â€œSee Change continued to evolve and change, even after the two final performances at LA and in Cambridge before we left,â€ LA Director of Theatre Joel Sugerman said. Sugerman joined Feigenbaum, former LA Technical Director Adam Mendelson, and NGP chair and visual artist Dina Moreno on the trip. â€œRehearsals at the studio in Londonâ€¦were not only to get the performance as sharp and clean and rehearsed as it could possibly be, but also to continue to look at how the piece could get better and clearer and more effective. Therefore, it wasn’t just about running the piece and cleaning it up, but also making changes up until the last performance.â€
Following the rehearsals and finding some lunch, we split off into groups to see more of the city.
Some went to explore the museums in the Kensington neighborhood, including the science, natural history, and Victoria and Albert museums. Some chose to head to the Tate Modern Art Museum, while others went to go see Buckingham Palace.
That night, we met up for dinner at Wagamama (a Japanese restaurant that had something for everyone) and ended the night by going to see a Tony Award-winning musical called Once, a spectacular show full of great music and romance.
As I write this, we have just left King’s Cross station in London â€“ a very exciting place for the Harry Potter fans in the group â€“ and are on a charter train bound for Edinburgh, full of many American high school students who are here for the Fringe Festival.
Itâ€™s been a very busy four days in Edinburgh, and the LA crew is about halfway through our stay. During that time, weâ€™ve worked on rehearsing our piece and tried to take advantage of the opportunity to see many shows offered here at the festival. The company also traveled out into the country, exploring Stirling Castle and a large forest region known as the Trossachs.
After one long day of touring, we returned just in time to see an anti-gravity performer, and also watched the Edinburgh Royal Military Tattoo. For those unfamiliar with the tattoo, itâ€™s a large three hour performance held in a stadium just in front of Edinburgh castle. The performance includes not only military musicians and dancers from Scotland and the U.K, but also from different countries around the world! Add in some cool visual effects and fireworks, and you have an exciting evening!
Today, after viewing a musical about AIDS by students from the American Heritage High School in Florida, we took the stage for our first performance at the Fringe to a nearly full house.
Everything went very well, the dancers all did an amazing job, and they’re excited to begin their next performance.
â€œIt affords our best performing arts students exposure to the work of both international artists and other American high school programs that have achieved a certain level of excellence,â€ said Mr. Feigenbaum when asked about the importance of our being here in Scotland. â€œIt also allows us to show our modern dance theatre work to an international audience.â€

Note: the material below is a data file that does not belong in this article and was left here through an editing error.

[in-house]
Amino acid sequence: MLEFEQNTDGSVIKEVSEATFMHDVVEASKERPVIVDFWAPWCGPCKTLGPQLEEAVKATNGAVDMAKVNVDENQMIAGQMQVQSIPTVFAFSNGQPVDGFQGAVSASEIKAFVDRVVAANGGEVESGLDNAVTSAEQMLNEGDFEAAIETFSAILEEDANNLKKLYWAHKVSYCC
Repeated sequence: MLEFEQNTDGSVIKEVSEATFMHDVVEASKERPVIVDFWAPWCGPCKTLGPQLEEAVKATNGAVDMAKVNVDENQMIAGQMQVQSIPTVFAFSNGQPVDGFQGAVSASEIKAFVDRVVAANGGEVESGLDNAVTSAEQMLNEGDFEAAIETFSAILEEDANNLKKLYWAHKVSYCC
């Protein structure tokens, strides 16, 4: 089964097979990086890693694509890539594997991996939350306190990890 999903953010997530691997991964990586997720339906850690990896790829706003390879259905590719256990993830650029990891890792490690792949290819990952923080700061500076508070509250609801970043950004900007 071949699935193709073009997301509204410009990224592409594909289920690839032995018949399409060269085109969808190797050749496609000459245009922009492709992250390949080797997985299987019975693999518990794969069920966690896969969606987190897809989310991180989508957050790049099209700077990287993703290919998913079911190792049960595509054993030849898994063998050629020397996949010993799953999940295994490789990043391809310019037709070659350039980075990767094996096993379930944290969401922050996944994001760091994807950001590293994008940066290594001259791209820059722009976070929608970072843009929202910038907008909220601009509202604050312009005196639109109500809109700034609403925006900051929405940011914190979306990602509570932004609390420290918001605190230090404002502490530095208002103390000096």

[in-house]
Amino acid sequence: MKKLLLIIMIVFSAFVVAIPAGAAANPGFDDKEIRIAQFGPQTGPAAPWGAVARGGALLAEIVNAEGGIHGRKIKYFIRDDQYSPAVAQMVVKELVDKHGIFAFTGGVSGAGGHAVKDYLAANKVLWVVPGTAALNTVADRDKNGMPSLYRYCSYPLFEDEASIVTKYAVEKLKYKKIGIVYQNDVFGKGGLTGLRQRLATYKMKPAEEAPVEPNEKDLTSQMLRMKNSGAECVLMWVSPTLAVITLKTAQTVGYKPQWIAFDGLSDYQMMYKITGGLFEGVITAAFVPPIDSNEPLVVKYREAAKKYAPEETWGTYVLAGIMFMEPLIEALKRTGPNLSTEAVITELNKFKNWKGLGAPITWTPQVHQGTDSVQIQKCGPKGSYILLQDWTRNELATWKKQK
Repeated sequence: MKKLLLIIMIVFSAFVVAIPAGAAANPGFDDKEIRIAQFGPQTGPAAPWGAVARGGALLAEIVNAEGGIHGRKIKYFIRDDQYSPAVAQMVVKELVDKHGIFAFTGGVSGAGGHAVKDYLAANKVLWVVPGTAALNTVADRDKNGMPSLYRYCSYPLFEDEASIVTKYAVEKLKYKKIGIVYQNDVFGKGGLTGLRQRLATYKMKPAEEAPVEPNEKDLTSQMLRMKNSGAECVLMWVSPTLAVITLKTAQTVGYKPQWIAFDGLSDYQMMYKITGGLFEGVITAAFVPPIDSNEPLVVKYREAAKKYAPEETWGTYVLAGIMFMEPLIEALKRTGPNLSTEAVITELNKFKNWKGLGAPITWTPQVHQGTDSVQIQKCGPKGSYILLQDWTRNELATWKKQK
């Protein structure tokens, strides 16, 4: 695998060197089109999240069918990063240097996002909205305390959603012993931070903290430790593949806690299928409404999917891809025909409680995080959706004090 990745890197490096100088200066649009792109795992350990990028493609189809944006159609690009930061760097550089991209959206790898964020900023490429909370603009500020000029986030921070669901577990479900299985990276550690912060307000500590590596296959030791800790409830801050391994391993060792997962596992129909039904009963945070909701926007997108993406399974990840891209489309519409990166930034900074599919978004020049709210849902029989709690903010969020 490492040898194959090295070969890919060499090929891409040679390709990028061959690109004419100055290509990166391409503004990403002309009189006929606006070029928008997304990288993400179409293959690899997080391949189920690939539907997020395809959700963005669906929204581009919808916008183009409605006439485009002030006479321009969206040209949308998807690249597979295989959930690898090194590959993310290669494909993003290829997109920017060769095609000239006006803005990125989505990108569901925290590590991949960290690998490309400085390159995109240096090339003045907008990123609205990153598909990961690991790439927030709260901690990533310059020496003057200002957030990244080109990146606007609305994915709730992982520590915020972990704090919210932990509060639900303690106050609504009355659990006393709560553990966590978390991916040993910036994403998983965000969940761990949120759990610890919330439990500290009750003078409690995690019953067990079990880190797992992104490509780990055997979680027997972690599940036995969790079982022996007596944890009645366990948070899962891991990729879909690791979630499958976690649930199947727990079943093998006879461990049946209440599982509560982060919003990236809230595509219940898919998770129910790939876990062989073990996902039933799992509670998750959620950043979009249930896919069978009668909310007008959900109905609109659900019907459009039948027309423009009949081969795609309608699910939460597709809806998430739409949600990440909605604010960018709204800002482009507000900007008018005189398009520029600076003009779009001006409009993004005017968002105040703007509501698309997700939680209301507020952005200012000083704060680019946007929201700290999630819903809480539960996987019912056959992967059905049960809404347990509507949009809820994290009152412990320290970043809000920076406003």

Our journey is coming to its end, and all of us from LA are beginning to reflect on the experience we have had here in Edinburgh before we board a plane bound for Boston tomorrow.
The past few days have been filled with performance after performanceâ€”several of them ours, but many performed by Fringe performers and high schoolers. We’ve seen everything ranging from comedy, to dance, to theater, and physical theater.
â€œOur LA students not only performed brilliantly, with a kind of energy and focus and physical and emotional commitment that you don’t see in many high school performances, but they also demonstrated a true curiosity for seeing other people’s work,â€ Sugerman said. â€œOur students were encouraged to and given a significant amount of freedom to investigate what other performances were going on at the Fringe.
â€œThey took full advantage and moved deftly throughout the city of Edinburgh to seek out work that was interesting to them, whether it was theatre, dance, comedy, or music.
â€œA number of our students saw well over thirty performances in the ten days at the festival! It was incredible to watch the pace at which they voraciously took it all in,â€ he said.
On Friday, August 9, Head of School Dan Scheibe and his wife Annie Montesano came to see our morning performance. That night we had dinner with them â€“ as well as with some of our parents who came out to see usâ€”talked about our trip and spoke with everyone about all the cool things we’ve seen and done since we arrived in Europe.
â€œWhat I and many others witnessed in movement and expression at the Fringe was a beautiful, vibrant, physical exercise in humanity,â€ said Mr. Scheibe when asked about his experience in Scotland. â€œThrough sweat and grace, great imagination, and superb adult leadership, these were not just LA dancers, but LA students in the finest sense of the phrase.â€
Though weâ€™ve been busy, we’ve continued to make friends with students all around the world, as well as with fellow Fringe performers, and we’ve supported them by seeing their shows just as they supported us by coming to our performances.
Obviously, we’re a little sad to leave, mostly because there are so many shows we didn’t get a chance to see, because the festival runs through the month of August. At the same time, however, we’re very grateful for this experience that we were given and thankful for the support of our parents, our directors, and the LA community!Related